Every great city gets its moment of cultural glory: Athens under Pericles, Florence in the fifteenth century, Liverpool when the Beatles were teens. Berlin, however, claims two resplendent eras. The first was the fourteen-year stretch of fitful tolerance, licentiousness, and chaos known as the Weimar Republic. The second began on the night in 1989 when the Wall came down, and it shows no sign of ending. That, at least, was the credo at the heart of “Berlin in Lights,” a seventeen-day festival that must have gladdened the hearts of German tourism bureaucrats but that originated at Carnegie Hall. Clive Gillinson, the Hall’s London-bred artistic director, turned a residency by the Berlin Philharmonic into an exhilaratingly persuasive way of reminding New Yorkers that the world has artistic centers beyond Manhattan. The festivities began by evoking Act One of Berlin’s halcyon days, represented by Max Raabe and his Palast Orchester. Raabe, a willowy dandy who could make a burlap bag look bespoke, glided onstage in a perfect tux, hair lacquered, chin severe. Just as early-music specialists obsessively re-create the staccatos and mordents of the eighteenth century, so Raabe and his band gave twenties dance music the full authentic-performance-practice treatment. Horns wheeled and skittered in awesome sync, like a flock of swallows. The singer embellished his reedy voice and crackling diction with precise, sparing movements and deadpan wit. Before delivering “Mein Kleiner Grüner Kaktus,” a ditty about a woman who greets a guest by knocking a cactus off her balcony and onto his upturned face, Raabe murmured, “This song remains very popular in Germany, because we still find the situation … funny.” That tune, like much of his repertoire, comes from the fantastically popular prewar close-harmony group the Comedian Harmonists, who sang it with tenderness as well as precision; the chilly brilliance of Raabe’s shtick is a latter-day addition.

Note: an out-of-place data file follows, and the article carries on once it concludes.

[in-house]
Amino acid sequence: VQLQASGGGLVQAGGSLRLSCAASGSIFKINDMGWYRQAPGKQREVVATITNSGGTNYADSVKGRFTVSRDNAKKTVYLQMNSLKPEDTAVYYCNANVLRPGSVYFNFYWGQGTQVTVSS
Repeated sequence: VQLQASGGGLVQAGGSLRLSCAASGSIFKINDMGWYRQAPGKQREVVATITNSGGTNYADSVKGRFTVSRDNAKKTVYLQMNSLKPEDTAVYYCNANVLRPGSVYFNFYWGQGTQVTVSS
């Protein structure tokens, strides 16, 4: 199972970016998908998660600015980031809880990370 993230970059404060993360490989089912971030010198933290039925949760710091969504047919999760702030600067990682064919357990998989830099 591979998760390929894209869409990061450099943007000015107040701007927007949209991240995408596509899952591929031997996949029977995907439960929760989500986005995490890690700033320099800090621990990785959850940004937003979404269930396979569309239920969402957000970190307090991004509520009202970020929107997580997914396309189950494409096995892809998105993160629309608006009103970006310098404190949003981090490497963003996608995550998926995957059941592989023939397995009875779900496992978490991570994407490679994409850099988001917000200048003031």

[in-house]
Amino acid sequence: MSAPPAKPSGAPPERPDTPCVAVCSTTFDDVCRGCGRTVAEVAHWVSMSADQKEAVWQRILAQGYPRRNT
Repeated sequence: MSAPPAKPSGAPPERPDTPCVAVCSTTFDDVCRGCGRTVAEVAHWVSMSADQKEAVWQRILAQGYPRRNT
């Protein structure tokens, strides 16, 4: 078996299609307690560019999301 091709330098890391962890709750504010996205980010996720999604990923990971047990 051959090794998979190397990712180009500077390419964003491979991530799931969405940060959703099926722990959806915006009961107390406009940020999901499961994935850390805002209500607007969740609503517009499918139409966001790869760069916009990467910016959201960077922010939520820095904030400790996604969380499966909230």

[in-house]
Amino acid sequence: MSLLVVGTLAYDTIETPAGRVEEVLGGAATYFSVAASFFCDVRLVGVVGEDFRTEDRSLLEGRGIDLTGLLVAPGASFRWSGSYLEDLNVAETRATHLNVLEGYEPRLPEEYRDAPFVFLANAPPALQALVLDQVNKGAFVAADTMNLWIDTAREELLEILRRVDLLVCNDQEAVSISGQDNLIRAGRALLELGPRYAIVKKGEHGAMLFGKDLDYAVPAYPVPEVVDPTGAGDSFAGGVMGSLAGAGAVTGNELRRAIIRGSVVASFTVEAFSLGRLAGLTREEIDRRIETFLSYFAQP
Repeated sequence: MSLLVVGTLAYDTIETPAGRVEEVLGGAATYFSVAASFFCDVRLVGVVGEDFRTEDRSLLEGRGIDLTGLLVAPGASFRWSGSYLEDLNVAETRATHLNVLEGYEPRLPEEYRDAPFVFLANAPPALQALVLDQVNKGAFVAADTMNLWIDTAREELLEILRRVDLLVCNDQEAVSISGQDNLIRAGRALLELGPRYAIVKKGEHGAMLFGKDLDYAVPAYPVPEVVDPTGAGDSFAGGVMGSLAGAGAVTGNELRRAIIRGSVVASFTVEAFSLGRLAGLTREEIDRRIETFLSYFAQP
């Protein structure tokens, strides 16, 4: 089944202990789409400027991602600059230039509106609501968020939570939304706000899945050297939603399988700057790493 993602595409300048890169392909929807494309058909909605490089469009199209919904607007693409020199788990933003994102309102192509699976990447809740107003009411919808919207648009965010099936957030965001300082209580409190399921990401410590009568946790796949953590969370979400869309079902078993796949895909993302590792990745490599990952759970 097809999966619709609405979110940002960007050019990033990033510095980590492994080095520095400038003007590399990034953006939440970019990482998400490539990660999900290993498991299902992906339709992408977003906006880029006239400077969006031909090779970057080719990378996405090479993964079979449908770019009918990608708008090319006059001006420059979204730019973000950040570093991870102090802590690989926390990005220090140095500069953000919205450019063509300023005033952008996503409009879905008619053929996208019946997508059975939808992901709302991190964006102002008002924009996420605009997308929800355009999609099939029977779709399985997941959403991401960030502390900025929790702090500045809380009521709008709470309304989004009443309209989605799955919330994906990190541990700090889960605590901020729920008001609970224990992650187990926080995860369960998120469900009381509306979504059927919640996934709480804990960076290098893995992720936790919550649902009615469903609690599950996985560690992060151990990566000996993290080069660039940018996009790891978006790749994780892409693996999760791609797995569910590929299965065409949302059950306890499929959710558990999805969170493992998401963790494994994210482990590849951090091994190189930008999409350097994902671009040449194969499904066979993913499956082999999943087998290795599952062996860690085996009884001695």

If Raabe reincarnated the tea-dance bandleaders of the Kurfürstendamm, the raspy-voiced conductor and “chansonnier” HK Gruber evoked the city’s blue-collar entertainments. There was plenty of overlap—Kurt Weill’s songs beguiled Berliners across class lines. But as Gruber barked Brecht’s hectoring lines and rasped out march tunes by the Communist composer Hanns Eisler, you could practically smell the wheat beer and pork fat. Eisler provided the soundtrack for the same rage that George Grosz expressed in paintings of bloated bankers and leering politicians. And yet Berlin looks placidly industrious in Berlin: Symphony of a City, Walther Ruttmann’s silent documentary from 1927 that was screened at Zankel Hall along with a performance of its score. Trains chuff into town, workers in thick wool jackets stride toward factory gates, finely tailored gentlemen conduct important but uncertain business, and everybody wears a hat. It’s shocking to realize that just six years after those sunny scenes were filmed, this genial, bustling modern city would sink into the swamp of Nazism.